For much of the U.S. foreign-policy establishment, there is no more sacred word than “alliances.” They are regarded as a continuing symbol of all that is good about U.S. foreign policy—a testament to the success and strength of American values. These friendly countries stand as a key validation of American self-identity. Logically enough, they are also nice places to visit (with many charming locals who fittingly speak excellent English). It's surely better to be sipping cappuccinos in Berlin, Sydney, Oslo or Tokyo than to be struggling to get a trustworthy translator, let alone a safe and decent meal in Lagos, Muscat, Baku or Xiamen. Allies have the delightful virtue of telling America over and over again how great and “indispensable” the U.S. is. No wonder then that American diplomats frequently sound like they are representatives of allied countries when they recoil at the straightforward concept of putting “America first.” This sentiment pervades Andrew Taffer's recent rejoinder that argues that America had better not consider any serious tweaks to the U.S.-Republic of Korea (ROK) Alliance, lest they and other allies have some doubts about American staying power in the Pacific.
Taffer is critical of a piece I published here advocating that U.S. troop levels should be “on the table” for the Singapore summit and in subsequent negotiations about denuclearization of the Korean Peninsula. He and I evidently agree on a few things, at least. He concedes that there is a “need to offer Pyongyang incentives for it to abandon its nuclear program” and, moreover, that “given the gravity of the threat posed by the North’s nuclear capabilities, particularly meaningful inducements . . . may be warranted.” In common with many proponents of the status quo in U.S. foreign policy that sets up alliances as sacrosanct, Taffer is much better at articulating what not to do, rather than what should actually be done (beyond reaffirming alliances). Nowhere in this piece does one find the preferable set of “particularly meaningful inducements” that Taffer would support. Perhaps he envisions some sanctions relief, a peace treaty, some security guarantees, a U.S. embassy and the like. It would be certainly nice if Kim Jong-un would congenially denuclearize under such conditions, but I have serious doubts that such measures will deliver the holy grail of the complete, verifiable, and irreversible, denuclearization (CVID) of North Korea. Unfortunately, a peace deal that substantially undershoots Kim's objectives is almost certain to flounder and disappoint over the long term, bringing the region right back around to the precipice of major conflict once again.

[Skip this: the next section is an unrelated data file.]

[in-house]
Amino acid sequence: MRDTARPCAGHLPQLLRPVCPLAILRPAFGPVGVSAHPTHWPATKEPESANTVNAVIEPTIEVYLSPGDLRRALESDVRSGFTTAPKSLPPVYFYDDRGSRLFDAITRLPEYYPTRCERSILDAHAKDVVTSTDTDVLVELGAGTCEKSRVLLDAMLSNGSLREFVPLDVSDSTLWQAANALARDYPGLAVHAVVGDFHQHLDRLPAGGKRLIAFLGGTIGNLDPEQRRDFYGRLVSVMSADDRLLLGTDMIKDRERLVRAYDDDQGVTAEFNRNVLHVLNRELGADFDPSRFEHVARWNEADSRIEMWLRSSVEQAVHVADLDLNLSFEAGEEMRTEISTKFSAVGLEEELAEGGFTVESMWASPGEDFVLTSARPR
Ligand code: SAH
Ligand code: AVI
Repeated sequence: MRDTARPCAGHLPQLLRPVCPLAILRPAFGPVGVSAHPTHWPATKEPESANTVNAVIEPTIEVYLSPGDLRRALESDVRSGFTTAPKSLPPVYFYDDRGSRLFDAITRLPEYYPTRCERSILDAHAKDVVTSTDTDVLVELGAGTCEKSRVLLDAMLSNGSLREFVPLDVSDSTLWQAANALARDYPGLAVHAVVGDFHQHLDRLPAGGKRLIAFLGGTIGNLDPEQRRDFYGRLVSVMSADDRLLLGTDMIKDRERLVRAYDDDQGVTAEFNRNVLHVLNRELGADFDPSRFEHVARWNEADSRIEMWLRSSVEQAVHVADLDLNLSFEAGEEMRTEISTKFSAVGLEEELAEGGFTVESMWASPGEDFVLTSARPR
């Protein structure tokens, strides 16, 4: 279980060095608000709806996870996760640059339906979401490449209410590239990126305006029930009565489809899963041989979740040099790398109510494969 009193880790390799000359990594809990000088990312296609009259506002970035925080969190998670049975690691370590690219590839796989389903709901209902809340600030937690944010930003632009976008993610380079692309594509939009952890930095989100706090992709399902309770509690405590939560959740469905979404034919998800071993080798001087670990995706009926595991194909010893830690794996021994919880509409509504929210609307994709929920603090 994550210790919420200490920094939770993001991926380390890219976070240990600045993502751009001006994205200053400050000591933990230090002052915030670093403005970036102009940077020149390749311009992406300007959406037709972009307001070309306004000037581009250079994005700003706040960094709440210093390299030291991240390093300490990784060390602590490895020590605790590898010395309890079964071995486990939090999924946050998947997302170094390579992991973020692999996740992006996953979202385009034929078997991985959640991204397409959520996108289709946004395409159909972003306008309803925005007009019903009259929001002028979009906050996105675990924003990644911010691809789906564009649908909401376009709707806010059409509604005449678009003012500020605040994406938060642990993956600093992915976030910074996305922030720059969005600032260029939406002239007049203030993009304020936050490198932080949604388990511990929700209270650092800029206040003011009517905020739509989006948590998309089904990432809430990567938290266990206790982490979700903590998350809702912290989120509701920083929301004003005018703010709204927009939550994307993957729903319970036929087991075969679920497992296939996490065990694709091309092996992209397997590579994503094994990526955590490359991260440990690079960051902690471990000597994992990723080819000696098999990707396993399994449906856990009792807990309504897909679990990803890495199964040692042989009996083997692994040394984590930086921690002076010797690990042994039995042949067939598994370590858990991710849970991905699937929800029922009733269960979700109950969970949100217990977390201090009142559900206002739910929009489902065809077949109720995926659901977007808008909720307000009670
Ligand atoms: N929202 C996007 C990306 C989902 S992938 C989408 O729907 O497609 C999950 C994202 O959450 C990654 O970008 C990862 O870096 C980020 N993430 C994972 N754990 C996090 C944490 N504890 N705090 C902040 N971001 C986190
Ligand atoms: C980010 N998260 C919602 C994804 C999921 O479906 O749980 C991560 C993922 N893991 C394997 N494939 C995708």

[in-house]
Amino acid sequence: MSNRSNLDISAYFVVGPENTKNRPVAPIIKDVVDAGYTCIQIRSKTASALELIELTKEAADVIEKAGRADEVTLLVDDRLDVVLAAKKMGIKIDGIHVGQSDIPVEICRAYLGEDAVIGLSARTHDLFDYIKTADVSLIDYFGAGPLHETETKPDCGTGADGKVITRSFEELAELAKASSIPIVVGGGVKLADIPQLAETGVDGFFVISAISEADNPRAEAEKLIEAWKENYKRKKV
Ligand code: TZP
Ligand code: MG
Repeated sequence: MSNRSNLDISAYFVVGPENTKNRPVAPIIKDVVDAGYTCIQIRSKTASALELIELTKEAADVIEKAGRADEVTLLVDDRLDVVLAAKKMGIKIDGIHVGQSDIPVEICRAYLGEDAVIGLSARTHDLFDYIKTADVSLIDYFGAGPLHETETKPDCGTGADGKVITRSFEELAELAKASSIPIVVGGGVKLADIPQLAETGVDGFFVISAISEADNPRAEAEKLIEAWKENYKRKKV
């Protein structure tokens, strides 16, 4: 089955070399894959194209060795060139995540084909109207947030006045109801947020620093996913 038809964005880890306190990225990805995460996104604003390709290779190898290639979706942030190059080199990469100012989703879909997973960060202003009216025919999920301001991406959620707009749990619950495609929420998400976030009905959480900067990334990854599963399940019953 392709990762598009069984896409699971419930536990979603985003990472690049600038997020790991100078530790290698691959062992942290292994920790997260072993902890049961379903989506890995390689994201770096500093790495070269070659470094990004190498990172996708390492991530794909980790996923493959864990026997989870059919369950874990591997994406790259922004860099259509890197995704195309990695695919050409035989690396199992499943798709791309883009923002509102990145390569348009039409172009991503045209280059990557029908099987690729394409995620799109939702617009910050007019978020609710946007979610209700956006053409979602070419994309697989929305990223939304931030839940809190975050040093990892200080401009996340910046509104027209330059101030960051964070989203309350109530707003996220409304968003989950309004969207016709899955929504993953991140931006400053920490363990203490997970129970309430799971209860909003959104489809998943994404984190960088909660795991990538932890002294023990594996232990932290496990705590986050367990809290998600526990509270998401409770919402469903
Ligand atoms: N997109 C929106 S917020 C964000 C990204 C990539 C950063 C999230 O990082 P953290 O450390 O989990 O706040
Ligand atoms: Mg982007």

Taffer regrettably ignores most of the substance of my original essay. In addition to not specifying what carrots he favors instead, he does not address the conventional balance (or lack thereof) that is at the very heart of my argument. Presumably, he does not contest the fact that the ROK military—which has the pick of the best weapons on the planet from tanks to submarines to fighters—is far superior to North Korea's armed forces that have obsolete tanks; aircraft that can't fly due to lack of fuel; and soldiers that are poorly fed. He is not much bothered evidently that U.S. bases would be among the first targets of nuclear attack in a war situation. Perhaps he should spend some time in Seoul meeting, as I have recently, with some of the American soldiers that are given the mission of serving as “trip wires”—e.g., those sacrificed early in the conflict for the good of the alliance. As a social scientist, Taffer does not seem to understand the concept of the “security dilemma” in which the very strength of the U.S.-ROK alliance itself could have provoked sufficient fears in North Korea that it caused it to develop nuclear weaponry in the first place. Despite being one of the world’s poorest countries and thoroughly outmatched by their eminently successful cousins to the south, that security dilemma forms a major reason why North Korea continues its nuclear program.
However, the biggest problem with Taffer’s rendering is the Cold War lenses through which he views the Korean Peninsula. As he makes clear in the last paragraph of his story, his real concern is not the Korean Peninsula, but rather the perceived threat of “Chinese revisionism.” He reveals the heart of his worries in discussing the South China Sea, wherein he argues that America’s “anemic response” to aggressive Chinese moves has precipitated doubts about U.S. power throughout the Asia-Pacific region. As seems to be the regrettable fashion among young U.S. strategists, Taffer appears to view Korea as a distraction from the main issues surrounding maritime disputes in the East and South China Seas. However, such a perverse logic mysteriously puts the fate of various rocks over the lives of hundreds of millions of people in Northeast Asia—people who are yearning for a sustainable way out of the present nuclear crisis on the Korean Peninsula. What happens, Taffer warns, when there is a “more difficult challenge from a far more capable China?” Does he really believe that the home territory—or home islands—of allied states like Philippines, Japan, and South Korea are likely to be invaded by China? Taffer’s zero-sum analysis is nothing but a breath of stale air from the 1950s.